Every copyright work comes with a license. When you use a copyright free work, make sure you read the license. Why? It will prohibit certain uses in commercial applications. If you do violate that license, you could be sued for a ton of money. That obviously would not be a good result.

Let's look at an example. Let's say I am looking for a free image for my site. I head over to a stock photo site and find something I like. I download it for free and post it on my site. I like the image so much that I crop it and then make it part of my logo. Two years down the line, my site turns into the next Facebook and I am making money hand over fist. My logo is being seen by million...including the person who created the original picture. If I had read the license for the photo, I would've realized the use of it for commercial works was barred. Since I didn't, I am going to be sued for a bundle of money and I am going to lose. "Copyright free" suddenly isn't so free after all!

When using free content off the web, you must understand the free classification comes with restrictions. Read the license to understand where the line is drawn and make sure you don't cross it.

Gerard Simington writes articles about internet law for

Sunday, May 17, 2009

Copyright Infringement and the Critical Time Frames Related to Registration by Brian A. Hall

The matters all start out the same - there has been an infringement of copyright. While numerous issues are immediately identified and debated, issues related to important dates and deadlines must not be overlooked. Copyright owners and attorneys alike should be asking several questions:

1. Has there been a federal registration for the particular work that is the subject of copyright infringement matter?
2. If so, when was the copyright registered?
3. When was the copyrighted work first published?
4. If the copyright is based upon common law, will a registration be useful now?
5. Has the copyright owner forfeited any rights in light of certain important dates?

These questions become critical in any copyright infringement matter. Copyright rights persist for a period of the life of the author plus 70 years. This duration cannot be renewed. Once this time is up, the work that was once covered by a copyright registration is now part of the public domain. Therefore, an infringement of copyright may not have actually occurred.

On the other hand, an existing copyright registration is important for several reasons when there is unauthorized use. Registration before or within five years of publication of the particular work entitles its owner to a presumption that the copyright is valid in an infringement lawsuit. Moreover, registration within three months after publication or before infringement results will also entitle the copyright owner to statutory damages and attorneys' fees. The benefit of a presumption of validity, coupled with the leverage or ability to actually recover statutory damages and attorneys' fees, are extremely important in any copyright infringement lawsuit. Therefore, the copyright owner would undoubtedly want to take advantage of these benefits and not forfeit its ability to do so because of a failure to understand these important time frames.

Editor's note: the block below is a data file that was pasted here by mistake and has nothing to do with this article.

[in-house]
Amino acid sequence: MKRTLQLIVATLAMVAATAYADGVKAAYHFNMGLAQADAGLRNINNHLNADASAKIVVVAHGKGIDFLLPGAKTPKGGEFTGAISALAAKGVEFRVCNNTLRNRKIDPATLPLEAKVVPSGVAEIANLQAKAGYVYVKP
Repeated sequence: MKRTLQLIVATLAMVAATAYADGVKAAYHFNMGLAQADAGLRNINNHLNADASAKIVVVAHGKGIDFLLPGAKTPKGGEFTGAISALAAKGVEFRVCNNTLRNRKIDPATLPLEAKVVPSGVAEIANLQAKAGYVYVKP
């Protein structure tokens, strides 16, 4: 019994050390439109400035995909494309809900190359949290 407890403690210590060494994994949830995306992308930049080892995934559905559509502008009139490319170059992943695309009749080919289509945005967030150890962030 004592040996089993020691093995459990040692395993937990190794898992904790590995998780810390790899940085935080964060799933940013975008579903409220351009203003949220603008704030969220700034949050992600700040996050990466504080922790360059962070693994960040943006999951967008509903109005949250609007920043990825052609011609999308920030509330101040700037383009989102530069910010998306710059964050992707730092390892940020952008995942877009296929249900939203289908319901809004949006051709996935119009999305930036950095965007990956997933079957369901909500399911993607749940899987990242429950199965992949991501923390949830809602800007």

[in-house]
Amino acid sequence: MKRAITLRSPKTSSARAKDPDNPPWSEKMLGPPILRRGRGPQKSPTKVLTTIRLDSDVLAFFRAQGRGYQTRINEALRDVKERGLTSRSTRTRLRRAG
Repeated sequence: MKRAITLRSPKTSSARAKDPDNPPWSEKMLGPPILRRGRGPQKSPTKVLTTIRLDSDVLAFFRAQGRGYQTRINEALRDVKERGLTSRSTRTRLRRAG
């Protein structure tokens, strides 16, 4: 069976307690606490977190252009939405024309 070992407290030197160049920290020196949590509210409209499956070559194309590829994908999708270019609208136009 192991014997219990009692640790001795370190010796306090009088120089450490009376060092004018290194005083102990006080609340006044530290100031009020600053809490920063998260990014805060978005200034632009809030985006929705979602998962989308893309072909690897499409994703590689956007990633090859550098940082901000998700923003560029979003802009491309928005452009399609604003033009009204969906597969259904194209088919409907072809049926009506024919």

Ultimately, identifying these time frame related issues, along with the critical answers to them, will allow a copyright owner to act accordingly. Similarly, the alleged infringer would want to fully understand both the limits and risks associated with the work that is the subject of the copyright infringement. While each case is unique with specific facts and issues, these principles are applicable to all.

Brian A. Hall is an attorney and partner of Traverse Legal, PLC, a law firm practicing complex litigation, intellectual property matters, internet law, and copyright infringement matters. Speak with a copyright attorney today and learn more about the importance of registering, monitoring, and protecting your copyrighted works.

Friday, May 15, 2009

Contributory Copyright Infringement - How to Know When it Applies by Brian A. Hall

In order to properly plead a cause of action for direct copyright infringement, a plaintiff must plead ownership of a valid copyright and be able to show that the defendant copied a protectable expression or violated another right of copyright. However, just because a party was not a direct infringer does not mean that it does not have liability under copyright law.

Contributory copyright infringement is an indirect type of infringement. In order to establish such a claim, one must allege that the defendant had (1) knowledge of the infringing conduct by a third party and (2) induced, caused, or contributed to that infringing conduct. Thus, one must be able to establish the two elements of knowledge and, as the name of the claim itself suggests, contribution to the infringing conduct. Keep in mind that it is insufficient for one to merely have contributed to the general business of the infringer.

Rather, in order to be held liable for contributory copyright infringement, one must have materially contributed to copyright infringement, which has oftentimes been held to mean some sort of assistance that bears a direct relationship to the infringing acts of the direct infringer.

Just as a direct infringer of copyright is liable for either actual damages and profits of the infringer or statutory damages, one who has committed contributory copyright infringement may also be subject to the same types of damages. Therefore, it is critical that all parties' involvement as it relates to the infringement is evaluated in order to enable decisions to be made as to what types of claims may be actionable.